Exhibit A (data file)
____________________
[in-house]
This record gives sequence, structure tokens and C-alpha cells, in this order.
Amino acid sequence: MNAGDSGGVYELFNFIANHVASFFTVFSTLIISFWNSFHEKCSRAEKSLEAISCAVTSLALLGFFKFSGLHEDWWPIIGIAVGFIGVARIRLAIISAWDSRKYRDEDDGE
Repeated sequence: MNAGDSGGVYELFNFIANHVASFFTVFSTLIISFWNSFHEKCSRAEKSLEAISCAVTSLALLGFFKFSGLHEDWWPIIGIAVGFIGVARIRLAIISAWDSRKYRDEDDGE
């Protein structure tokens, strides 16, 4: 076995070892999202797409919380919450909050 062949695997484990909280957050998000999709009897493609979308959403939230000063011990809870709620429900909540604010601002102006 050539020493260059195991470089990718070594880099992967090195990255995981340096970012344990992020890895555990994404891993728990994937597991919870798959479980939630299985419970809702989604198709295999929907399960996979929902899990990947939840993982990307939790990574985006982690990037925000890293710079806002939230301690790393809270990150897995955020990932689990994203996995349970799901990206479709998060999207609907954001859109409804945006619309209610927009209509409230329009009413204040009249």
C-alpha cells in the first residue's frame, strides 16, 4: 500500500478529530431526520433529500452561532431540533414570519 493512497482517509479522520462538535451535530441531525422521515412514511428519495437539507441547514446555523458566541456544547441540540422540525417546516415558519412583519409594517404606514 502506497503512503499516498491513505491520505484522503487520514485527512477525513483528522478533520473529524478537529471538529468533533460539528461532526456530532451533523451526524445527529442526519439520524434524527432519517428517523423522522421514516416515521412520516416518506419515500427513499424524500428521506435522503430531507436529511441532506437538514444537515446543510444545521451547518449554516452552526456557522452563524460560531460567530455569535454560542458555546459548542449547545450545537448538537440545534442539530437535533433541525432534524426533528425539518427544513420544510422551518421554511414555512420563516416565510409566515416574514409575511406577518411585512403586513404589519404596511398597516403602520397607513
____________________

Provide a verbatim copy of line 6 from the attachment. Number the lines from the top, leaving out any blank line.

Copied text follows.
C-alpha cells in the first residue's frame, strides 16, 4: 500500500478529530431526520433529500452561532431540533414570519 493512497482517509479522520462538535451535530441531525422521515412514511428519495437539507441547514446555523458566541456544547441540540422540525417546516415558519412583519409594517404606514 502506497503512503499516498491513505491520505484522503487520514485527512477525513483528522478533520473529524478537529471538529468533533460539528461532526456530532451533523451526524445527529442526519439520524434524527432519517428517523423522522421514516416515521412520516416518506419515500427513499424524500428521506435522503430531507436529511441532506437538514444537515446543510444545521451547518449554516452552526456557522452563524460560531460567530455569535454560542458555546459548542449547545450545537448538537440545534442539530437535533433541525432534524426533528425539518427544513420544510422551518421554511414555512420563516416565510409566515416574514409575511406577518411585512403586513404589519404596511398597516403602520397607513